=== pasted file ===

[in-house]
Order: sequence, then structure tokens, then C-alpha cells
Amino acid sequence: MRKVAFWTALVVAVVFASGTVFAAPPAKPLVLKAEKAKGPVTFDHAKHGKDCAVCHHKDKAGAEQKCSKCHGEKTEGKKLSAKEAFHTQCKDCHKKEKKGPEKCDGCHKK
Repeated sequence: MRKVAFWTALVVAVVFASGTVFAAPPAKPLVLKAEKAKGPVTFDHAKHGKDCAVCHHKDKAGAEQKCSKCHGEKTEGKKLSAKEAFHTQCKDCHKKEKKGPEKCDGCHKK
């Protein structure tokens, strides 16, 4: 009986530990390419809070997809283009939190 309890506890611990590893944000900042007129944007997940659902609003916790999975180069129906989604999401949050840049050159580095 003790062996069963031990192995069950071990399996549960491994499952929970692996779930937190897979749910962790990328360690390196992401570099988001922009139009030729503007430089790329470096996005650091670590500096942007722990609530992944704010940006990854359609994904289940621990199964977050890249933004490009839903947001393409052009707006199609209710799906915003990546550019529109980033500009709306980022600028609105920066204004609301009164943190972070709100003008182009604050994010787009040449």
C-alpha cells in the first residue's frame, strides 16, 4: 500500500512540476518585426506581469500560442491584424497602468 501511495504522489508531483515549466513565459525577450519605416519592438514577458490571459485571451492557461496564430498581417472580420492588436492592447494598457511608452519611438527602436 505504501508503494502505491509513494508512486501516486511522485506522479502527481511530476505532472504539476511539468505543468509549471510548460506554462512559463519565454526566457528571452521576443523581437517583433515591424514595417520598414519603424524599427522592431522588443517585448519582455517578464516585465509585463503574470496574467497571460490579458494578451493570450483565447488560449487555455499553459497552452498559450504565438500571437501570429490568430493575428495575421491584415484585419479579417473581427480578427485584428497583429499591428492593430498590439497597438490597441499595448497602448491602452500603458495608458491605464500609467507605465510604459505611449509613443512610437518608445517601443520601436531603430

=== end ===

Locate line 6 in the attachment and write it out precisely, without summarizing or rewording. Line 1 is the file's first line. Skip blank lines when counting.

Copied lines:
C-alpha cells in the first residue's frame, strides 16, 4: 500500500512540476518585426506581469500560442491584424497602468 501511495504522489508531483515549466513565459525577450519605416519592438514577458490571459485571451492557461496564430498581417472580420492588436492592447494598457511608452519611438527602436 505504501508503494502505491509513494508512486501516486511522485506522479502527481511530476505532472504539476511539468505543468509549471510548460506554462512559463519565454526566457528571452521576443523581437517583433515591424514595417520598414519603424524599427522592431522588443517585448519582455517578464516585465509585463503574470496574467497571460490579458494578451493570450483565447488560449487555455499553459497552452498559450504565438500571437501570429490568430493575428495575421491584415484585419479579417473581427480578427485584428497583429499591428492593430498590439497597438490597441499595448497602448491602452500603458495608458491605464500609467507605465510604459505611449509613443512610437518608445517601443520601436531603430